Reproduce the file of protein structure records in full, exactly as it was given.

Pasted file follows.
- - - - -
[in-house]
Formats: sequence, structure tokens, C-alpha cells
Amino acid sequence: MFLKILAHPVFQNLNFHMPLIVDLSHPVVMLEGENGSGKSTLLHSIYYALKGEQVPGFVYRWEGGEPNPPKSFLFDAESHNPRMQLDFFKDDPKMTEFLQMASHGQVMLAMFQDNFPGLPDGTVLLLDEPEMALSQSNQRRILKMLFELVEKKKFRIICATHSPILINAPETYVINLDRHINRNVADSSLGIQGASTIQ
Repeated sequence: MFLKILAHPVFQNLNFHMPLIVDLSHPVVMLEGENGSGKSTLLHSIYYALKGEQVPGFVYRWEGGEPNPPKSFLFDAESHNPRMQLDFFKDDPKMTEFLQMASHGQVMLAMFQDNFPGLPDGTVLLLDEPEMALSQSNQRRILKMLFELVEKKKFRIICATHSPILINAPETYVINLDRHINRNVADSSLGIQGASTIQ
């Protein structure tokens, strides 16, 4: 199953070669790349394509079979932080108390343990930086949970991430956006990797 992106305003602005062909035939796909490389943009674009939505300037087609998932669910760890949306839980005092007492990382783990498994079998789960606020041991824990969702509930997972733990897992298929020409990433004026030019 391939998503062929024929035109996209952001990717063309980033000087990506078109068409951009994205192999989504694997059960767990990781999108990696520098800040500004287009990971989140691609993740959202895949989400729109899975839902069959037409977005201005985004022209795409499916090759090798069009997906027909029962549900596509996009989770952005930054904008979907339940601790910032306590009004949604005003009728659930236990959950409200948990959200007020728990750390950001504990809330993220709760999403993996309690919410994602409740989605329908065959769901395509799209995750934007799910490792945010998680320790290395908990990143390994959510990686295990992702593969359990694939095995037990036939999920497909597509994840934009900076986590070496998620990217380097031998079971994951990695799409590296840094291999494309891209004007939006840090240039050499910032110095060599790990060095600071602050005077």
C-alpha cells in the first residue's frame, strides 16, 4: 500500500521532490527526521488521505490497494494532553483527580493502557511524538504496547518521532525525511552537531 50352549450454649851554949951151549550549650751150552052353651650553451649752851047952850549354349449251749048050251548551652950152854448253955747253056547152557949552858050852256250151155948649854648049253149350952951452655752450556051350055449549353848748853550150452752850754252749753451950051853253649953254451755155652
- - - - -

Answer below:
[in-house]
Formats: sequence, structure tokens, C-alpha cells
Amino acid sequence: MFLKILAHPVFQNLNFHMPLIVDLSHPVVMLEGENGSGKSTLLHSIYYALKGEQVPGFVYRWEGGEPNPPKSFLFDAESHNPRMQLDFFKDDPKMTEFLQMASHGQVMLAMFQDNFPGLPDGTVLLLDEPEMALSQSNQRRILKMLFELVEKKKFRIICATHSPILINAPETYVINLDRHINRNVADSSLGIQGASTIQ
Repeated sequence: MFLKILAHPVFQNLNFHMPLIVDLSHPVVMLEGENGSGKSTLLHSIYYALKGEQVPGFVYRWEGGEPNPPKSFLFDAESHNPRMQLDFFKDDPKMTEFLQMASHGQVMLAMFQDNFPGLPDGTVLLLDEPEMALSQSNQRRILKMLFELVEKKKFRIICATHSPILINAPETYVINLDRHINRNVADSSLGIQGASTIQ
């Protein structure tokens, strides 16, 4: 199953070669790349394509079979932080108390343990930086949970991430956006990797 992106305003602005062909035939796909490389943009674009939505300037087609998932669910760890949306839980005092007492990382783990498994079998789960606020041991824990969702509930997972733990897992298929020409990433004026030019 391939998503062929024929035109996209952001990717063309980033000087990506078109068409951009994205192999989504694997059960767990990781999108990696520098800040500004287009990971989140691609993740959202895949989400729109899975839902069959037409977005201005985004022209795409499916090759090798069009997906027909029962549900596509996009989770952005930054904008979907339940601790910032306590009004949604005003009728659930236990959950409200948990959200007020728990750390950001504990809330993220709760999403993996309690919410994602409740989605329908065959769901395509799209995750934007799910490792945010998680320790290395908990990143390994959510990686295990992702593969359990694939095995037990036939999920497909597509994840934009900076986590070496998620990217380097031998079971994951990695799409590296840094291999494309891209004007939006840090240039050499910032110095060599790990060095600071602050005077």
C-alpha cells in the first residue's frame, strides 16, 4: 500500500521532490527526521488521505490497494494532553483527580493502557511524538504496547518521532525525511552537531 50352549450454649851554949951151549550549650751150552052353651650553451649752851047952850549354349449251749048050251548551652950152854448253955747253056547152557949552858050852256250151155948649854648049253149350952951452655752450556051350055449549353848748853550150452752850754252749753451950051853253649953254451755155652